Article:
Michael Londrigan's textbook "Fashion Supply Chain Management," published by Fairchild Books.

Today’s omnichannel retail environment and increasingly seasonless fashion apparel calendar has changed the fundamental structure of the supply chain, which also is responding to the demands of fast fashion and sustainability. Compared to 20 years ago, supply chain management is a much more complicated job.

To help students — and career-minded individuals — prepare for this new paradigm, Michael P. Londrigan, vice president for academic affairs at LIM College with Jacqueline M. Jenkins penned a textbook on the topic: “Fashion Supply Chain Management” (Fairchild Books, 2018).

Here, Londrigan, who previously authored, “Menswear: Business to Style” (Fairchild Books, 2008), explains the driving forces in the industry that is changing the supply chain and how it is managed as well as other factors impacting fashion sourcing today.

WWD: What was the impetus behind publishing this textbook? What’s driving changes in the supply chain today?

Michael Londrigan: The supply chain has gotten very complex in the fashion industry and many colleges and universities have standalone classes in supply chain, merchandising and/or product development — not to mention buying. This text can be used for the standalone or supplemental reading for all other courses.

In doing the research I could not find any textbooks that focused specifically on the fashion industry as it relates to the supply chain. Driving forces are retailers, brands, designers and anyone who is making and selling a product (apparel, textiles, accessories) trying to figure out the best way to do it and the text provides some insight into that. It is not a be-all and end-all by any means but what we hope it accomplishes is providing students and industry people a way to look at the supply chain and make sense of it. Sort of a roadmap certainly for students to understand all the implications and complexities.

Every company I have worked for in industry did it a little differently so there is no one way to view the supply chain. Back then it was called sourcing, manufacturing, production. Today we call it the supply chain because it is looked at holistically and companies have come to understand that if the supply chain works well with all the departments in the organization working together it will spell better profits.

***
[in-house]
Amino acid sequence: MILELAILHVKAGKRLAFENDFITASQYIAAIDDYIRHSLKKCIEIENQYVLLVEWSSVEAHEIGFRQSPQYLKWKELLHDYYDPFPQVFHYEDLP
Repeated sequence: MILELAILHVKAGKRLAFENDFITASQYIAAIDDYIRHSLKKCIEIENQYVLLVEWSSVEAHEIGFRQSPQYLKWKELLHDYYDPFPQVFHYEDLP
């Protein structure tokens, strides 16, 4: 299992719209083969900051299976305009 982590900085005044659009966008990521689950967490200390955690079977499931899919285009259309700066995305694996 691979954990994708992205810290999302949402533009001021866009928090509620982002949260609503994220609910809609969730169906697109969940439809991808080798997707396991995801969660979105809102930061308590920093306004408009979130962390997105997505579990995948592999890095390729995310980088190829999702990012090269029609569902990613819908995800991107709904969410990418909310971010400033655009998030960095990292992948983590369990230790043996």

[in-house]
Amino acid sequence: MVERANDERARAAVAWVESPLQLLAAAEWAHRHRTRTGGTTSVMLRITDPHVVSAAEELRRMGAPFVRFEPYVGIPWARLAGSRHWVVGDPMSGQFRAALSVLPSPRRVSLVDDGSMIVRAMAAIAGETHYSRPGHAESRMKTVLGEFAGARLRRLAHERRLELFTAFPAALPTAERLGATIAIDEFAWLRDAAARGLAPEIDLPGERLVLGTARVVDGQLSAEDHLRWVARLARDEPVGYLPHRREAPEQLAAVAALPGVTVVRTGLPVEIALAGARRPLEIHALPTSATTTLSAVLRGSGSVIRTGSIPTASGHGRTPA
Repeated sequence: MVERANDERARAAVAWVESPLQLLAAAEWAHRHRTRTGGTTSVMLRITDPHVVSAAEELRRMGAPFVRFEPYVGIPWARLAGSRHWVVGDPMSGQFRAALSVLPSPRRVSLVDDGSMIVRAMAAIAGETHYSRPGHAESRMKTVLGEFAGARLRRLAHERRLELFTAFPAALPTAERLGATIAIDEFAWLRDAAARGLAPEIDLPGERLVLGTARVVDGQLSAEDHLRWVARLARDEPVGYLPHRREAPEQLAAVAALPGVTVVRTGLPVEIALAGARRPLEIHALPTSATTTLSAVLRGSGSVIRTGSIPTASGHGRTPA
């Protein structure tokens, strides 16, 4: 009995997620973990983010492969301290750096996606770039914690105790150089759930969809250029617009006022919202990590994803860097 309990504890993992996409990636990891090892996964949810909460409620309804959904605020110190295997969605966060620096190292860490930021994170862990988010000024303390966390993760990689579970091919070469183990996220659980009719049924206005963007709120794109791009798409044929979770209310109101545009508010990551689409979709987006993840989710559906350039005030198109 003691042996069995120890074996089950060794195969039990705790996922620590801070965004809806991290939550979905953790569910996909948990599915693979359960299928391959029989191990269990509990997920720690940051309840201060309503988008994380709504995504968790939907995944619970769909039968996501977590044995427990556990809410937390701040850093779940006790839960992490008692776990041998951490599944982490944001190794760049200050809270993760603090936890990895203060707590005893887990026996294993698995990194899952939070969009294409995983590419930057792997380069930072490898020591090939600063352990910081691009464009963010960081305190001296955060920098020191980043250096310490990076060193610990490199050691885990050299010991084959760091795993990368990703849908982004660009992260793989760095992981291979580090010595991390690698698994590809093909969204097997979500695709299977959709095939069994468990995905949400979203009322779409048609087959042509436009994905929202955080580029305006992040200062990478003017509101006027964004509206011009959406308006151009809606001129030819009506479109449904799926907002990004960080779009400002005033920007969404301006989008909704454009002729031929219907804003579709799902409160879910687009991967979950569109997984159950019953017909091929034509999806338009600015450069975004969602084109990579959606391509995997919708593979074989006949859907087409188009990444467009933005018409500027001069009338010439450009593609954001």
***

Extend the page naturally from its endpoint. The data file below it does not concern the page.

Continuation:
WWD: As it relates to your book, what challenges do students face in regard to supply chain management as they start their careers? Is the supply chain more complex than it was 10 or 20 years ago? Why?

M.L.: The biggest challenge is understanding all that goes into it and trying to figure out where they might fit. As a student, do I go into logistics, purchasing, quality control, tariffs and trade? There are so many areas to consider and most are not as sexy as say buying or merchandising so it is generally not the first area that a student would think of, so we are trying to educate them about whole different careers (rewarding careers) in the fashion industry that they did not know existed.

Michael Londrigan

Michael Londrigan  Courtesy image.

For the fashion student, the supply chain can be a hard sell. Yes, more complex today because as mentioned above it is taking a holistic look at what was, in the past, broken down into many departments — not to mention what is happening with tariffs and trade today. Remember not too long ago, we still produced a fair amount of product here in the U.S.; now over 97 percent of what we consume in fashion is imported. When we had domestic factories, it was easier to place an order and if you wanted to visit the factory you hopped on a plane for a few hours and were there. In addition, with all the focus on Corporate Social Responsibility, this adds a new element that was not there in the past.

WWD: How long did it take to write? And why did you include “Industry Interviews” and “Notes from the Field”?

M.L.: The text took a little over a year to write and then it had to go through a peer evaluation on three separate occasions, so that took some time. If you read the chapter on sourcing and production, some of the information is outdated already mainly due to the current administration’s changes in trade policy. I felt that it was important for students to hear from other industry professionals their views on specific topics, so we included interviews with industry experts which helps the students understand differing viewpoints.

The notes from the field are based on my actual experiences in the industry and show the human side of the supply chain and give the student an idea of what it is like to actually work in the supply chain — some serious and some humorous. The notes provide the personal touch that is often lacking in textbooks and makes for a more interesting read.

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